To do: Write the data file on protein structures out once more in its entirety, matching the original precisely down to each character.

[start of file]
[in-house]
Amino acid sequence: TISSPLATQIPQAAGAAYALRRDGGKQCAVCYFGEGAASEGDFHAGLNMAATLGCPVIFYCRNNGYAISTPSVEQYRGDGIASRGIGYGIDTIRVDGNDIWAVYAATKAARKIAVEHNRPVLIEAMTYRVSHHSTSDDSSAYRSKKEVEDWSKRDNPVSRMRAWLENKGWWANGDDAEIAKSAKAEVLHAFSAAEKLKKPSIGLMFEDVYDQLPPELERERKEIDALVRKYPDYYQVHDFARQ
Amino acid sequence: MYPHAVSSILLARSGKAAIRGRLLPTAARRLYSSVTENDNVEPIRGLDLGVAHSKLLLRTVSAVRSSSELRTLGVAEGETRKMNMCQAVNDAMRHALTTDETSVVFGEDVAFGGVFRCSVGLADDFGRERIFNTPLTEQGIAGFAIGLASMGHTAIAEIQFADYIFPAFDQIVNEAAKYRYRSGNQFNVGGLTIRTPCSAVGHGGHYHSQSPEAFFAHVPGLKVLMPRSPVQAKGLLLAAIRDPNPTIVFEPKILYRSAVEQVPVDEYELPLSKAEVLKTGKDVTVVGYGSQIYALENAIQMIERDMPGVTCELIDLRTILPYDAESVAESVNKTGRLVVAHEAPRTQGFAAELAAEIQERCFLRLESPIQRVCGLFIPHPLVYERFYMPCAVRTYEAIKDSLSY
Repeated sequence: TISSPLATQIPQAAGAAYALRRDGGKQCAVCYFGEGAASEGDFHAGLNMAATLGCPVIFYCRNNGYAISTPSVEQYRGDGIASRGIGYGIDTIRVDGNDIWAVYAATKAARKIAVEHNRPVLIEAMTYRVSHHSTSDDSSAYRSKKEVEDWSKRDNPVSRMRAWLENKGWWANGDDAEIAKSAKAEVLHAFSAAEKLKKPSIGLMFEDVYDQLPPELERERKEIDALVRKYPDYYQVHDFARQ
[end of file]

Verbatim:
[in-house]
Amino acid sequence: TISSPLATQIPQAAGAAYALRRDGGKQCAVCYFGEGAASEGDFHAGLNMAATLGCPVIFYCRNNGYAISTPSVEQYRGDGIASRGIGYGIDTIRVDGNDIWAVYAATKAARKIAVEHNRPVLIEAMTYRVSHHSTSDDSSAYRSKKEVEDWSKRDNPVSRMRAWLENKGWWANGDDAEIAKSAKAEVLHAFSAAEKLKKPSIGLMFEDVYDQLPPELERERKEIDALVRKYPDYYQVHDFARQ
Amino acid sequence: MYPHAVSSILLARSGKAAIRGRLLPTAARRLYSSVTENDNVEPIRGLDLGVAHSKLLLRTVSAVRSSSELRTLGVAEGETRKMNMCQAVNDAMRHALTTDETSVVFGEDVAFGGVFRCSVGLADDFGRERIFNTPLTEQGIAGFAIGLASMGHTAIAEIQFADYIFPAFDQIVNEAAKYRYRSGNQFNVGGLTIRTPCSAVGHGGHYHSQSPEAFFAHVPGLKVLMPRSPVQAKGLLLAAIRDPNPTIVFEPKILYRSAVEQVPVDEYELPLSKAEVLKTGKDVTVVGYGSQIYALENAIQMIERDMPGVTCELIDLRTILPYDAESVAESVNKTGRLVVAHEAPRTQGFAAELAAEIQERCFLRLESPIQRVCGLFIPHPLVYERFYMPCAVRTYEAIKDSLSY
Repeated sequence: TISSPLATQIPQAAGAAYALRRDGGKQCAVCYFGEGAASEGDFHAGLNMAATLGCPVIFYCRNNGYAISTPSVEQYRGDGIASRGIGYGIDTIRVDGNDIWAVYAATKAARKIAVEHNRPVLIEAMTYRVSHHSTSDDSSAYRSKKEVEDWSKRDNPVSRMRAWLENKGWWANGDDAEIAKSAKAEVLHAFSAAEKLKKPSIGLMFEDVYDQLPPELERERKEIDALVRKYPDYYQVHDFARQ